Abstract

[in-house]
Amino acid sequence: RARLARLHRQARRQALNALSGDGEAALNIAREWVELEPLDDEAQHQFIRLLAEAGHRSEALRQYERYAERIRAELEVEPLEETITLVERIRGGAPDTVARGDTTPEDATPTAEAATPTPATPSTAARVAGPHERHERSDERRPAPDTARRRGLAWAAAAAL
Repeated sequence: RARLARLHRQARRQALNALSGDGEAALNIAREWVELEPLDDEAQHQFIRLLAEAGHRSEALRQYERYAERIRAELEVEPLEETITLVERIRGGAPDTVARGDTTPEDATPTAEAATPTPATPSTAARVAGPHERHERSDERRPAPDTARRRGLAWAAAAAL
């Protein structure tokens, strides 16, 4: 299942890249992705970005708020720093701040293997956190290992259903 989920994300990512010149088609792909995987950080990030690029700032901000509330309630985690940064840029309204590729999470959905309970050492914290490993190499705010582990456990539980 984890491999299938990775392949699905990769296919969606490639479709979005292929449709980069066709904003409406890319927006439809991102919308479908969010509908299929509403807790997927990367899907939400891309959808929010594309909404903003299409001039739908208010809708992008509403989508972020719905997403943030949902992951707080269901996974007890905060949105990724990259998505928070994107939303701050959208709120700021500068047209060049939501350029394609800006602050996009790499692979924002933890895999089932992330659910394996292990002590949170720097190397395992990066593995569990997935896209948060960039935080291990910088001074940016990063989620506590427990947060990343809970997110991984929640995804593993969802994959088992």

Identification of the most talented youth players is regarded as a key part of the talent development process in football. The basis for the criteria is naturally affected by the characteristics of the early-detected talented players. Nonetheless, earlier research has found limited evidenced for different criteria in this process. This study has examined whether professional and non-professional football players showed differences in player and coach characteristics as talented youth-level players eight years earlier. A total of 103 players selected for Norwegian youth national teams (age cohorts 1991–1993) participated in this study. Based on player and coach characteristics, the results showed that non-professional players had the most playing time and felt more successful in comparison to the professional players. The professional players, however, reported higher ambitions and a higher number of weekly-organized training sessions. No differences between the professional and non-professional players showed in terms of their relationship to their coaches were found. The study concludes that we need more research on identification criteria to be able to predict which abilities and skills should be sought in the identification process for youth-level players. As in earlier research, this study also found a poor relationship between youth performance and senior performance.



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